If you do not have a binding contract, I would not invest in any inspections until such time that you know you are solid. The only reason to turn the water on is for inspections, but why would you want to do inspections without first knowing you have a deal?
If the property is such a good deal, and you must do the inspections to secure it, then you need to make a decison whether the investment in inspector fees is worth it. If you can delay the inspections without losing the property, take that route. Don't invest or risk unless tyou must and then, only if he potential reward is worthy.
Minimize your liability by asking the listing agent for the proeprty to arrange turning on and off the water. Again, if they decline, you might have to make a risk/reward decision. In most cases, the listing agent can do this. There are a lot of REO properties in many markets and if the banks want to sell the properties they are holding, they need to realize that they are competing with a lot of inventory out there....both REO and not.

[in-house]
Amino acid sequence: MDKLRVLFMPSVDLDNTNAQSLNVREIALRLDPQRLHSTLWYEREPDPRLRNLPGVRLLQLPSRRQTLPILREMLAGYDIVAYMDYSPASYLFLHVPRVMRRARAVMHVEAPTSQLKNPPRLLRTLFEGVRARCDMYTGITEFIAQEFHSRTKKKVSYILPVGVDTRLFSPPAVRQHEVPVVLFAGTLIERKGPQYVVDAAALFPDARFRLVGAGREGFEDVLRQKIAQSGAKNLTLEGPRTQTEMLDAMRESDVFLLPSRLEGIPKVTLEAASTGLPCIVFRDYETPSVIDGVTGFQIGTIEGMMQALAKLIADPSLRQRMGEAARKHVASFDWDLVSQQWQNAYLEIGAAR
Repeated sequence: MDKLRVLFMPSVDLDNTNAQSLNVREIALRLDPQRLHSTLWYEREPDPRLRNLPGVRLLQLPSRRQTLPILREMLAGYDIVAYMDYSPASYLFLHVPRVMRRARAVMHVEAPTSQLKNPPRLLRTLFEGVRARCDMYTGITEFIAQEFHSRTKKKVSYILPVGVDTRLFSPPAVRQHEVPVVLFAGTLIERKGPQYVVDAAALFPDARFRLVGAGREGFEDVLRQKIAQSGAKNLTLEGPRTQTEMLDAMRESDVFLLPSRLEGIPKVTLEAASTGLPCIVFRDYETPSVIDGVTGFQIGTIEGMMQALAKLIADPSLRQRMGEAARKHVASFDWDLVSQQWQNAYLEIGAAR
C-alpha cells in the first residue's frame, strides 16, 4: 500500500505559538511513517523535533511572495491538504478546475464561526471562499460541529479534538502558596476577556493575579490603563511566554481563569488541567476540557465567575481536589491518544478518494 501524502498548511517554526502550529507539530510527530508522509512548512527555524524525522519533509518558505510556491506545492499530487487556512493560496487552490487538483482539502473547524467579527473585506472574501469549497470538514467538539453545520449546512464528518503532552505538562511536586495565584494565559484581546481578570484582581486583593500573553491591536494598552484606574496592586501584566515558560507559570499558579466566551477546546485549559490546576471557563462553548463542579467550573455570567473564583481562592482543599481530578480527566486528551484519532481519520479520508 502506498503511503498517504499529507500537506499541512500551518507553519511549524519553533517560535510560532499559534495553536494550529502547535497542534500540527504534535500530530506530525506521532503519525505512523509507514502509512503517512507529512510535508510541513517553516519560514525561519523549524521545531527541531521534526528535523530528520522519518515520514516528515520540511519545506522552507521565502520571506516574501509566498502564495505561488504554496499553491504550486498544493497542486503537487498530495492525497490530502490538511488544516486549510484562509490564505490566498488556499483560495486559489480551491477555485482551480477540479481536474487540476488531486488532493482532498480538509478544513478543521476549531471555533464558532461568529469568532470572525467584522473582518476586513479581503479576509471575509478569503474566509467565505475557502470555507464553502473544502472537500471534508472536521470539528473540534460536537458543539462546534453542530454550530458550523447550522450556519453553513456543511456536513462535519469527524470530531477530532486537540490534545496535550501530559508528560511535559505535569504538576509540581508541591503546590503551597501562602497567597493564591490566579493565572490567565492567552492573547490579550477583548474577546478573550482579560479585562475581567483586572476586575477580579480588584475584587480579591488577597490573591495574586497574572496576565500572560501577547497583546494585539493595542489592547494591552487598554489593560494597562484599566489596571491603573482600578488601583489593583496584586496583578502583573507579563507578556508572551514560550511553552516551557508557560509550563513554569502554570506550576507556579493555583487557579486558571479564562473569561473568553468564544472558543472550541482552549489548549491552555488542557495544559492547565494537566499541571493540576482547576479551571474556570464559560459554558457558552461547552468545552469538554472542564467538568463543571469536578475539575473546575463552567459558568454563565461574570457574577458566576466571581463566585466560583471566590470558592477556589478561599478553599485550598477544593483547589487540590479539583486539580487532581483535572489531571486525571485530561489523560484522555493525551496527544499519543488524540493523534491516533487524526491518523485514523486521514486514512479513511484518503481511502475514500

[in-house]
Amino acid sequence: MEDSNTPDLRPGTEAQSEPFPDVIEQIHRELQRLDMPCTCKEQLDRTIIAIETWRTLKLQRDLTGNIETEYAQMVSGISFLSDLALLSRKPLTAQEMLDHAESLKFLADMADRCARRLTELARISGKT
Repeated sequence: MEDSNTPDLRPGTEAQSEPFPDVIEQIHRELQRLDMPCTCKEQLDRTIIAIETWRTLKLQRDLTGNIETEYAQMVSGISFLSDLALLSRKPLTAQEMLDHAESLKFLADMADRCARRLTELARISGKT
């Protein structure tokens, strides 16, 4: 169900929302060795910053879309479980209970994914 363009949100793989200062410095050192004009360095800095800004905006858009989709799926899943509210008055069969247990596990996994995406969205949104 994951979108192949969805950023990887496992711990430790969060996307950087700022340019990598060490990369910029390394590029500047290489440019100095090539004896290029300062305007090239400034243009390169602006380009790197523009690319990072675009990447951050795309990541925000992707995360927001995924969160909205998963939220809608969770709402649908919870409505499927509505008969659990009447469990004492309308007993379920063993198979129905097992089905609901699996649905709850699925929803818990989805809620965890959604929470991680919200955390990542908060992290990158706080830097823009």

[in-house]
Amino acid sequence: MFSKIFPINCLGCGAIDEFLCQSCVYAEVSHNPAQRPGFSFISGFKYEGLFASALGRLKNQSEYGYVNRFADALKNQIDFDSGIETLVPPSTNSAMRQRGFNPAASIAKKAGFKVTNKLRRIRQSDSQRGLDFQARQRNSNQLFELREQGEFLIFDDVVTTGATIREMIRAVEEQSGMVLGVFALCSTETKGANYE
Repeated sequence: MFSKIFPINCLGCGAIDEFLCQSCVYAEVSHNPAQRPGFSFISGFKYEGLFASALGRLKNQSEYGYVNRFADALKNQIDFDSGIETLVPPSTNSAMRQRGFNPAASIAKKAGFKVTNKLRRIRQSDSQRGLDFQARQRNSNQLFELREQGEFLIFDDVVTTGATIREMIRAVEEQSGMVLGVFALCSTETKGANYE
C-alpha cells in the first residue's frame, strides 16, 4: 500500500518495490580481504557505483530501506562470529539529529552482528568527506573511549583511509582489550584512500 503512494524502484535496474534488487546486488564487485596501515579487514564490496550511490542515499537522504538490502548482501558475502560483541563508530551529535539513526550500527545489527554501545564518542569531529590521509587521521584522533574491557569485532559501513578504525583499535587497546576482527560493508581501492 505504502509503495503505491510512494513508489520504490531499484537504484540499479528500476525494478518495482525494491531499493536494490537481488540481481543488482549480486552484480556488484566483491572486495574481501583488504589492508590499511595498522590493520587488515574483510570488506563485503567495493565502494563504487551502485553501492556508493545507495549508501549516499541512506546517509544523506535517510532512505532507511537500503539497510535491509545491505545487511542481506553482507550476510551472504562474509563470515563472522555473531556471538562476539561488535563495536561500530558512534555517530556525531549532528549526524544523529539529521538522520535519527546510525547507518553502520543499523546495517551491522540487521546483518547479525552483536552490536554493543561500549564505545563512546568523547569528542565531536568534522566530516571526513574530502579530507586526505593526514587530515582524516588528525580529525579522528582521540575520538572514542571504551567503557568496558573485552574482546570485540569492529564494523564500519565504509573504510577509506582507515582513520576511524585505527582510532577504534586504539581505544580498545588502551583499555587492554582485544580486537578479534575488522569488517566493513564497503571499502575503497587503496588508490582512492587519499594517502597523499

You may have to incur a fee to do so but that is one of the aspects that come with buying a bank owned property. The Bank may also require you to re-winterize it after the inspection and charge yet another fee to do so - again, my recommendation is for the Seller to handle the process so that the Seller controls how it is completed.
Bank owned properties sometimes are a good deal but the process may involve a few more steps and or a few more fees. Good luck and hopefully there will be no issues.
In my humble opinion it would be the responsibility of the bank or Realtor to winterize the home unless you have a binding contract (signed by bank). Our purchase contracts state it is the seller's responsilility to maintian and keep the utilities on so the buyer can have their inspections. What stage are you in negotiating with the bank?